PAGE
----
A pattern you have to see to believe, what happens next?
Thursday, October 4, 2018, 7:55 PM - A pattern like this doesn't come around very often, and the proof is the extreme temperature anomaly forecast for next week. It's possible a part of Canada deals with a winter storm, while another deals with dangerous humidex values.
Read more below on where this pattern is developing and why it's exceptional.
(IN PHOTOS: Over a FOOT of snow slammed Alberta)
- Those hoping for a one and done snowfall across the Prairies, think again; low to likely develop but ultimate target remains elusive, and may even be northwestern Ontario
- Warm sector of the massive low will surge into Ontario and Quebec, setting the stage to challenge all-time October humidex records
Prepare to be shocked. Imaged below is the extremely rare outlook issued by the Climate Prediction Center in terms of temperature anomalies, where the reds depict well above average temperatures and blues well below average. Note these extreme temperatures are less than two-thousand kilometres apart:
As a meteorologist, it's somewhat unusual to see a 90% probability of above or below normal on a map. But to see both? That's incredibly rare. In fact, over the past half a decade there's only been another occurrence of this:
Climatologist Brian Brettschneider cited this feat has been pulled off before on February 13th, 2018, but that's the only time over the past five years, until now.
CONSEQUENCES OF THIS PATTERN
When such strong air masses come together, it spells trouble. Storm systems are more inclined to develop along this tight temperature gradient and can become particularly strong, as a result. The battle of the air masses is in full swing, but this goes beyond the typical fluctuations experienced in fall.
Let's start with Ontario heat because we have to watch for all-time October humidex records to be challenged either Monday or Tuesday (there still exists uncertainty on which day cities warm up from south to north).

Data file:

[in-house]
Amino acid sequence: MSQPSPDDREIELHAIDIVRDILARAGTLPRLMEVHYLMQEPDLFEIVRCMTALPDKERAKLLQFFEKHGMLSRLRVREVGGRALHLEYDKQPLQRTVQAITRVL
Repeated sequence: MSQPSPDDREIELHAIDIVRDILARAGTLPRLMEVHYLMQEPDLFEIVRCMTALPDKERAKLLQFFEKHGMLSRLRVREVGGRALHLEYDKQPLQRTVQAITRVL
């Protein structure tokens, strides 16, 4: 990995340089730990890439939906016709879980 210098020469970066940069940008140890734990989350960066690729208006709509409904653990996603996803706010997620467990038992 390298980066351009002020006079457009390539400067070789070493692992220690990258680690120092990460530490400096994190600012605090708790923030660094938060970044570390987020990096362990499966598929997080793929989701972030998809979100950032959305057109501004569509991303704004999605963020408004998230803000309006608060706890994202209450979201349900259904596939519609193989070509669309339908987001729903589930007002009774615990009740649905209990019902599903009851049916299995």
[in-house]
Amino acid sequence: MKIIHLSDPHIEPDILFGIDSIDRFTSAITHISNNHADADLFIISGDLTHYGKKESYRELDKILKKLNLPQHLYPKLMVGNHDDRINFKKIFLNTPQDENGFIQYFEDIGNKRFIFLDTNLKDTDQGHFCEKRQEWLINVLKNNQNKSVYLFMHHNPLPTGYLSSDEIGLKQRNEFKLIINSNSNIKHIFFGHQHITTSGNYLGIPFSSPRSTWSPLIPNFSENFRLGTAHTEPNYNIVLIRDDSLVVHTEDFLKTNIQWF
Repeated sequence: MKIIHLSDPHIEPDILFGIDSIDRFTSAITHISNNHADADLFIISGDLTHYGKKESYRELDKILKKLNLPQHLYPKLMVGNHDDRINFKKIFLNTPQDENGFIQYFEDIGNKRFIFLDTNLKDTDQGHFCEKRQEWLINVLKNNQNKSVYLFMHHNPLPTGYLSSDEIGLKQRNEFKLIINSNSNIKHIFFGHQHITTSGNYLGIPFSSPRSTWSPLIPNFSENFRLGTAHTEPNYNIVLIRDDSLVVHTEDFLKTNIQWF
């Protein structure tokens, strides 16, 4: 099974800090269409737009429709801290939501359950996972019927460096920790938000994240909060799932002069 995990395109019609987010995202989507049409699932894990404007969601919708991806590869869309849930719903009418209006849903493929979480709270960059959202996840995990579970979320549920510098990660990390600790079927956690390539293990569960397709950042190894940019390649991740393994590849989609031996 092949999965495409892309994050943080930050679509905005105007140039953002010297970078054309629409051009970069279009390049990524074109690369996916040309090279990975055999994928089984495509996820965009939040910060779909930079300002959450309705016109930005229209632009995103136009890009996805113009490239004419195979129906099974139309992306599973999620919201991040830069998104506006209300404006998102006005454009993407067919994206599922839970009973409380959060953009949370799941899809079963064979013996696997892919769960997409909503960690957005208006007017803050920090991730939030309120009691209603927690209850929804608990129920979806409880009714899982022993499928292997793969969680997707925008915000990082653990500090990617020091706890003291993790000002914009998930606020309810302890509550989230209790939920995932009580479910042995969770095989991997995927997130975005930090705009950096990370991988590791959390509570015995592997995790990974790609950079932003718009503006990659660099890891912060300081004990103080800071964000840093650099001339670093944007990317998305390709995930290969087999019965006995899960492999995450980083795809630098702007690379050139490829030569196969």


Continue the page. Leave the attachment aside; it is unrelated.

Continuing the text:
ALL-TIME OCTOBER HUMIDEX RECORDS
- Windsor: 39.2
- Toronto (YYZ): 39.1
- Montreal: 33.5
See the temperature in Ottawa above? I know, you're probably skeptical of the warm-up, but Monday will feature the warm front surging north across southern Ontario, so Tuesday will be your warmer day, along with Montreal. However, there is one factor that needs to be considered, which will have large impacts on the temperature forecast.
On Monday, notice how Toronto is still relatively cool – that's because of the positioning of the warm front and the winds off Lake Ontario. We need a truly southwesterly flow to soar to our true potential maximum temperature, which we will achieve by Tuesday for the G.T.A.
UNBELIEVABLE WEATHER STAT
As we head deeper into October next week, our daily maximum temperatures will continue to plunge. By next week, the average high at Pearson International Airport near Toronto will be approximately 15°C.
Our overnight lows during the warmest stretch next week may hover above 20° for urban areas, which will be FIVE degrees warmer than our average high temperature for this time of year.
I'll give you a second to digest that...
MUST SEE: ALBERTA SLAMMED WITH OCTOBER SNOWFALL
As of Thursday evening, computer models are suggesting better odds that northwestern Ontario deal with significant snow next week, but solutions continue to oscillate back and forth, so keep checking back for updates through the weekend.
This is a preliminary look at the possible pattern for early next week and while we have extremely high confidence for humid temperatures, the timing of it may change some. Our lowest confidence is with the system placement next week and who will be hit that hardest. It's entirely possible that as folks in Windsor, Ontario swelter outside on their Thanksgiving Monday, those on the Prairies and NW Ontario will be preparing for winter weather to move in.
Only time will tell, so check back regularly for updates on this developing story.